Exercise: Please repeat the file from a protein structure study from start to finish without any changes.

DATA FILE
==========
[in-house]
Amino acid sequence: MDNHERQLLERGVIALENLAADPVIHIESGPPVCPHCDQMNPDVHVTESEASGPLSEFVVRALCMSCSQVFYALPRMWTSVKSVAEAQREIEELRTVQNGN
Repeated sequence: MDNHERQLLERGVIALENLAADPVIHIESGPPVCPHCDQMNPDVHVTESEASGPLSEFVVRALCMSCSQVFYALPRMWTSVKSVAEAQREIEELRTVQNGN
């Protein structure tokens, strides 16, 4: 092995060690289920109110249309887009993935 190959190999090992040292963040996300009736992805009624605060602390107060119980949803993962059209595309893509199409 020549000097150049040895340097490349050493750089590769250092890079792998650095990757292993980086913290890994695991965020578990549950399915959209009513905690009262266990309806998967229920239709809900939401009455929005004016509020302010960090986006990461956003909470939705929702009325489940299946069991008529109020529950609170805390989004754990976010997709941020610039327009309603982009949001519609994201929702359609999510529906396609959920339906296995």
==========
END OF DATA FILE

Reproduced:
[in-house]
Amino acid sequence: MDNHERQLLERGVIALENLAADPVIHIESGPPVCPHCDQMNPDVHVTESEASGPLSEFVVRALCMSCSQVFYALPRMWTSVKSVAEAQREIEELRTVQNGN
Repeated sequence: MDNHERQLLERGVIALENLAADPVIHIESGPPVCPHCDQMNPDVHVTESEASGPLSEFVVRALCMSCSQVFYALPRMWTSVKSVAEAQREIEELRTVQNGN
């Protein structure tokens, strides 16, 4: 092995060690289920109110249309887009993935 190959190999090992040292963040996300009736992805009624605060602390107060119980949803993962059209595309893509199409 020549000097150049040895340097490349050493750089590769250092890079792998650095990757292993980086913290890994695991965020578990549950399915959209009513905690009262266990309806998967229920239709809900939401009455929005004016509020302010960090986006990461956003909470939705929702009325489940299946069991008529109020529950609170805390989004754990976010997709941020610039327009309603982009949001519609994201929702359609999510529906396609959920339906296995």